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Scottish National Dictionary (1700–)

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First published 1952 (SND Vol. III). Includes material from the 1976 supplement.

ELSHIN, n. A shoemaker's awl (Ayr. 1811 W. Aiton Agric. Ayr., Gl. 691; Ayr.3 1912; Rxb. 1923 Watson W.-B.; Ork.5, Rxb.4 1950). Also †elson, †elsyn (Sc. 1808 Jam.); †elchin (Edb. 1720 A. Pennecuik Helicon 65); elshon (Ags. 1929 Montrose Standard (19 April)); †elshun, s.Sc.; elsin, s.Sc., Uls.; elison, elli(e)son, ellisin, ne.Sc.; ailsen; †a'lson (Ags. 1776 C. Keith Farmer's Ha' 4); †alshin (Edb. 1773 R. Fergusson Poems (1925) 45; Bwk. 1942 Wettstein); alishin, †alison, †allisjon, †al(l)ishen, ellis(h)en, ellishin, †elishant, Sh. [′ɛl(ɪ)ʃɪn, ′ɛl(ɪ)sɪn Sc., but em.Sc.(b), Rxb. + ′ælʃən and Sh. + ′ælɪʃən, ′ælɪsən, ′ælɪsjən]Sc. 1721 Ramsay Poems 344:
Nor Hynds wi' Elson and hemp Lingle, Sit solling Shoon out o'er the Ingle.
Sc. 1818 Scott H. Midlothian xvii.:
But he's as gleg as MacKeachan's elshin, that ran through six plies of bend-leather.
Ayr. 1823 Galt Gathering of the West i.:
I see more gentility in a pestle and mortar than a tar barrel, and little difference between an ellwand and an elsin.
s.Sc. 1835–40 J. M. Wilson (ed.) Tales of the Borders I. 42:
Dinna ye disgrace your faither by makin' bickers like the Coopers o' Nicolwood, or pinglin' wi' an elshin like the souters o' Selkirk.
Ork. 1880 Dennison Sketch-Bk. 22:
Andra noticed 'at the' wur t'ree elsins sticked i' the sae-tree.
Sh. 1891 J. Burgess Rasmie's Büddie 104:
For peerie slip an bit o shaal Aa-thing frae füd doon ta da aal, Da ellishin.
Kcb. 1895 S. R. Crockett Moss-Hags xxiii.:
The elshin that had stottit on to the floor.
Abd. 1909 C. Murray Hamewith 21:
The cauper left his turnin' lay, the sooter wasna slaw To fling his lapstane in the neuk, the elshin, birse an' a'.

Phrs. and Combs.: 1. elshin box, a box for holding awls (Sc. 1825 Jam.2; Rxb. 1923 Watson W.-B.; Bwk.2 1950); 2. elshin-heft, (1) the handle of an awl; for sense of Dmf. quot., see quot. under 3. Hence ailsen-haftit, shaped like an awl-handle, fig. of a woman: pregnant; †(2) “the old designation for a jargonelle pear, from its resemblance to the haft of an awl” (Sc. 1825 Jam.2, elson-); 3. elshin shaft = 2. (1); 4. Deil's elshin, the Shepherd's Needle, see Deil, n., VII. A. 11.; 5. to look ellishins at, to look “daggers” at.1. Rxb. 1808 A. Scott Poems 83:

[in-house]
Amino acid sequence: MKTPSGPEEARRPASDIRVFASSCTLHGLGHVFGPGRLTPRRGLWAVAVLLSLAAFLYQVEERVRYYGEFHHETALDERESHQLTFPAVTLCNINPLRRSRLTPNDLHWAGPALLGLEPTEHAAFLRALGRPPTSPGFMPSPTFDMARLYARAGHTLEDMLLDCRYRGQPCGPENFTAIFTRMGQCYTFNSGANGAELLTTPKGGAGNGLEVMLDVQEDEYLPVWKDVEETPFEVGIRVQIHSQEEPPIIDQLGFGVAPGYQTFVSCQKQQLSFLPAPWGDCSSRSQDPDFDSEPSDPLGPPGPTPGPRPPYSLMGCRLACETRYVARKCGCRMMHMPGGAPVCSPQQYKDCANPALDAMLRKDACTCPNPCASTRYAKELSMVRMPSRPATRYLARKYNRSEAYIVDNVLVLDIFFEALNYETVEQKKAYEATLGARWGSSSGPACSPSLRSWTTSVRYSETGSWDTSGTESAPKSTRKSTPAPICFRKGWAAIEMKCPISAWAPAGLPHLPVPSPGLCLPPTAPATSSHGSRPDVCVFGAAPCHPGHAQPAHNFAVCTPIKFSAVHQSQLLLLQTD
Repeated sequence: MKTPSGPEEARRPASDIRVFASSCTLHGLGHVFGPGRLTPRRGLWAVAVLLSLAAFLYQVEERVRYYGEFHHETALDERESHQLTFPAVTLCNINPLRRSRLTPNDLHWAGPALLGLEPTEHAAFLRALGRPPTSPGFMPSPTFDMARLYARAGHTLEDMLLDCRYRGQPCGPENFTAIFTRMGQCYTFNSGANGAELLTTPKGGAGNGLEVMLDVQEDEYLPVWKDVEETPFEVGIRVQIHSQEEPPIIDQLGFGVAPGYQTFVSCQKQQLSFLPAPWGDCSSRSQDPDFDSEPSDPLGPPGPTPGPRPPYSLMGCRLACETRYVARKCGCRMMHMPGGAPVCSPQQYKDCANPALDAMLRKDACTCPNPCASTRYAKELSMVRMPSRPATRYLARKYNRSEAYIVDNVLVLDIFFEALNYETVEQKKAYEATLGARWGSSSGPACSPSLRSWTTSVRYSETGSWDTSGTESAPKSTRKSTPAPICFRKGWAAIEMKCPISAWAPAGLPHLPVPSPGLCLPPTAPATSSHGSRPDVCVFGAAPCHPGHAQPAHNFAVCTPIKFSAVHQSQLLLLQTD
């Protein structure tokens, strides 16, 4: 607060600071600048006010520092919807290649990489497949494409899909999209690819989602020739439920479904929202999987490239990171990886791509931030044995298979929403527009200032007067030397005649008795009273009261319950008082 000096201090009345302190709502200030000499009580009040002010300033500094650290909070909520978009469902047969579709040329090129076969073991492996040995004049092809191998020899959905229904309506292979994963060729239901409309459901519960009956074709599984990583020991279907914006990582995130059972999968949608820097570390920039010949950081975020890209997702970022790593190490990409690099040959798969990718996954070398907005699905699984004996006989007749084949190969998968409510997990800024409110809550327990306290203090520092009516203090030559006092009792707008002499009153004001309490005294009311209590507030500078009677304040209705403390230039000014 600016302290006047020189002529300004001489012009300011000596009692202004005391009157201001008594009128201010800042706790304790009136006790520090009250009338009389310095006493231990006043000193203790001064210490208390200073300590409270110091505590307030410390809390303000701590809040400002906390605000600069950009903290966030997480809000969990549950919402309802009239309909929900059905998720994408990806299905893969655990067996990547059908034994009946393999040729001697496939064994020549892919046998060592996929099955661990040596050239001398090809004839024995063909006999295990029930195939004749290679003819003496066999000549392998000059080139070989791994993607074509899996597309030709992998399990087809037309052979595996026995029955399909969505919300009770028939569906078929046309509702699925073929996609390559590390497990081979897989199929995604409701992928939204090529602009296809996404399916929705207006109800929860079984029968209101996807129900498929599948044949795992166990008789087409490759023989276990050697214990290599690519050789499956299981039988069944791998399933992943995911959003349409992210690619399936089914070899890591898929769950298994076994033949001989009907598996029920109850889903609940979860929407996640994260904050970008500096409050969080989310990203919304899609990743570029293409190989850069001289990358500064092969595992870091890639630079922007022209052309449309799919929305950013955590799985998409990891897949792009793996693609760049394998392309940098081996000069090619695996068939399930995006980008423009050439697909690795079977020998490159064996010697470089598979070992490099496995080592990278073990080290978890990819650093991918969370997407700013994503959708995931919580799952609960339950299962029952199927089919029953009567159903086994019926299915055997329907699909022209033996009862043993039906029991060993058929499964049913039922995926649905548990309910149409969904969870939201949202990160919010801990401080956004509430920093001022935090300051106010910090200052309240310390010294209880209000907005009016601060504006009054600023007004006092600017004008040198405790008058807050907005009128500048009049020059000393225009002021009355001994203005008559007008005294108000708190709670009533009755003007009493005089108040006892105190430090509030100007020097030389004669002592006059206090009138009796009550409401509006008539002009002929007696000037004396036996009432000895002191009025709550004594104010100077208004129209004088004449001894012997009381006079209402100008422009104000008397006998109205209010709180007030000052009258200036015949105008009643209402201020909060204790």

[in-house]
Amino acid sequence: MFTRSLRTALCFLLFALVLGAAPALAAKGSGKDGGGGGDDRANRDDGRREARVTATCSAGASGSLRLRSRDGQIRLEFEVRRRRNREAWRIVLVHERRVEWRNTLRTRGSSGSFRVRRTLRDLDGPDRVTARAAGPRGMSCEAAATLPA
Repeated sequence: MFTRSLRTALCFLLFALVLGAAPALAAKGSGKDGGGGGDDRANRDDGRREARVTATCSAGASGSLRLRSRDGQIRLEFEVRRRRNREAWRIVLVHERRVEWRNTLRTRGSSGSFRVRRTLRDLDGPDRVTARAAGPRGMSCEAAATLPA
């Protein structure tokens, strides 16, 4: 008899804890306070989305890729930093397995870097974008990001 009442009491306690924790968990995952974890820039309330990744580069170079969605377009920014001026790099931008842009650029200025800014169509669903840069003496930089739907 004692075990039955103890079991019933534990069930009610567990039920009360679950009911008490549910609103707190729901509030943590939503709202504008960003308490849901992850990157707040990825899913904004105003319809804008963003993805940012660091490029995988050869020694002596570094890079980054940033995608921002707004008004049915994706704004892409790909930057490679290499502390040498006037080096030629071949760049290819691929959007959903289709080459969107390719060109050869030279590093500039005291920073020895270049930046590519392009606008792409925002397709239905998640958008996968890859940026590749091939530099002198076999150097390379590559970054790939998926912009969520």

Ane ca's a thing like elsin box, That drools like corn pipes Fu' queer that day.
2. (1) Dmf. 1805 Scots Mag. (Sept.) 701:
An' ailsen-haftit hizzies fail Her greedy gapein' gab to feed.
Dmf. 1823 J. Kennedy Poems 66:
And Willie thought him brawly sped, Nae room to doubt his courage left, His Jenny like an elson-heft.
s.Sc. 1835–40 J. M. Wilson (ed.) Tales of the Borders I. 67:
In his opinion, there was mair to be made by making elshin-hefts than by writing ballants.
(2)Sc. 1802 W. Forsyth Fruit Trees 91:
Elshin Haft, or Good-Man Pear; a long Pear, flat towards the eye.
3. Lnk. c.1779 D. Graham Writings (1883) II. 16:
Made Janet . . . grow like an Elshin shaft, and got his Maggy wi' bairn forby.
5. Sh. 1886 J. Burgess Sk. and Poems 79:
He sat an' coffed an' lookit ellishins at Arty.

[O.Sc. elson, etc., from 1506, elshin, from 1577; Mid.Eng. elsyn(g), c.1440, Mid.Flem. elsen, Mid.Du. els(s)en(e), id.]

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"Elshin n.". Dictionary of the Scots Language. 2004. Scottish Language Dictionaries Ltd. Accessed 3 Oct 2022 <>



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